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Categories: 924(c), Rule 11

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Tuesday, October 31st, 2017

Circuits Rule that Hobbs Act and 924(c) Convictions Are Not Predicates Under the ACCA and COG.

This month two circuits held, respectively, that offenses cannot serve as predicates under the Career Offender Guideline or the Armed Career Criminal Act (ACCA) because they can involve force against property as well as against persons.

The Tenth Circuit held that robbery under the Hobbs Act, 18 U.S.C. § 1951, is not a crime of violence under the Career Offender Guideline (COG), U.S.S.G. § 4B1.2. See United States v. O’Connor. The enumerated clause of the COG identifies “robbery” as a crime of violence. The Tenth Circuit held that the elements of this generic offense include the use or threatened use of force against a person, but not against property. Hobbs Act robbery, by contrast, can involve “actual or threatened force, or violence, or fear of injury, immediate or future, to . . . [a] person or property.” 18 U.S.C. § 1951(b)(1) (emphasis added). The COG’s definition of robbery …

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Categories: 924(c), career offender, categorical approach, crime of violence, Johnson, robbery, sentencing

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Thursday, March 9th, 2017

The Dismantling of the Holder Memo Begins

It looks like the work of dismantling the progress made under the Holder memo has begun.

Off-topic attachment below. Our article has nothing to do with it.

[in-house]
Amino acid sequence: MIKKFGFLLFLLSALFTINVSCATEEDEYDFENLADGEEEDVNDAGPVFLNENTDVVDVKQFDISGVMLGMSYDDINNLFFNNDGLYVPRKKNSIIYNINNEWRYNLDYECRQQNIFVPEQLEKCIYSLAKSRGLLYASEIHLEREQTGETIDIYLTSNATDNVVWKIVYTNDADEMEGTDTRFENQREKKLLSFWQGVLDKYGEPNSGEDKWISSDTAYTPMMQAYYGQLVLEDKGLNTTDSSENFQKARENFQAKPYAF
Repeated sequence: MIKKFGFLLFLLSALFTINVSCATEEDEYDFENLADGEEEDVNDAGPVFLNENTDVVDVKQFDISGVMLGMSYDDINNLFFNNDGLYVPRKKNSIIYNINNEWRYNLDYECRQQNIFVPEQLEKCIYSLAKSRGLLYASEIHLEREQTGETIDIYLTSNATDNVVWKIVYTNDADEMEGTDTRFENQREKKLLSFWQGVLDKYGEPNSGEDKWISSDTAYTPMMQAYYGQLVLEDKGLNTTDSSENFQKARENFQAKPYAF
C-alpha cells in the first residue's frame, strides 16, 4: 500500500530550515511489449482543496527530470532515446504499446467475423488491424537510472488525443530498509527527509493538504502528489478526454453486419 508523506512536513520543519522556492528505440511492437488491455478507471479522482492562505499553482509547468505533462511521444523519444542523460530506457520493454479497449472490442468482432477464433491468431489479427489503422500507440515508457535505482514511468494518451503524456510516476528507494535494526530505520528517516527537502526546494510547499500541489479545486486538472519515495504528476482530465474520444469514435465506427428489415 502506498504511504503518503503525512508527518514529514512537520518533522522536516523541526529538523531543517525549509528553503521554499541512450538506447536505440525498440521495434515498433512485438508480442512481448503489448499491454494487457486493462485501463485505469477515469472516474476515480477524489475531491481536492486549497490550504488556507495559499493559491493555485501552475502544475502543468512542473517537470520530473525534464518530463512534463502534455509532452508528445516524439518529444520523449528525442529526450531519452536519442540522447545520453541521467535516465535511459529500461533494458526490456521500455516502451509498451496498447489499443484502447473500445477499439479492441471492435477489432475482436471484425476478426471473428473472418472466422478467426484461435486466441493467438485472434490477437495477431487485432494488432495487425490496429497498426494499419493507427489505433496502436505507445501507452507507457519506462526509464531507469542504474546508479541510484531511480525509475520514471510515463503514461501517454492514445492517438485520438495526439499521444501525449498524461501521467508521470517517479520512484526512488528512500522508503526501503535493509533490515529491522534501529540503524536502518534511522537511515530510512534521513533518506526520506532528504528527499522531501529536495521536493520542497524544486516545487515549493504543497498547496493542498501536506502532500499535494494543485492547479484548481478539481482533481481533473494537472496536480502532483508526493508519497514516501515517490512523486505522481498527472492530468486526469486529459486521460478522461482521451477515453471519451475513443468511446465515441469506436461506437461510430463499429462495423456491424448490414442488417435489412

Attorney General Jeff Sessions has issued a memo directing US Attorneys to work with local law enforcement to identify the ‘criminals’ in their districts who are driving violent crime and prosecute them federally using all available tools. You can read the memo here. An additional memo on charging decisions in all criminal cases will follow.…

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Categories: 922(g), 924(c), Hobbs Act, RICO

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Thursday, September 29th, 2016

Second Circuit Updates – September 29, 2016

Supreme Court to Decide Whether Johnson Applies to 18 U.S.C. 924(c)

The Supreme Court granted certiorari today in Lynch v. Dimaya, 15-1498, 2016 WL 3232911 (U.S., Sep. 29, 2016). The issue is whether the residual clause in 18 U.S.C. § 16(b), which has the same wording as the residual clause in 18 U.S.C. § 924(c), is void for vagueness under Johnson v. United States, 135 S. Ct. 2551 (2015). The Ninth Circuit held in Dimaya that Johnson applies to the residual clause in section 924(c) and there is a split in the Circuits. In light of certiorari grant, district judges should be urged not to deny Johnson claims involving section 924(c) convictions based on the Second Circuit’s decision in United States v. Hill, __ F.3d __, 2016 WL 4120667 (2d Cir. Aug.3, 2016). Courts should instead await the decision in Dimaya and resolution of the Hill rehearing …

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Categories: 924(c), ineffective assistance of counsel, Johnson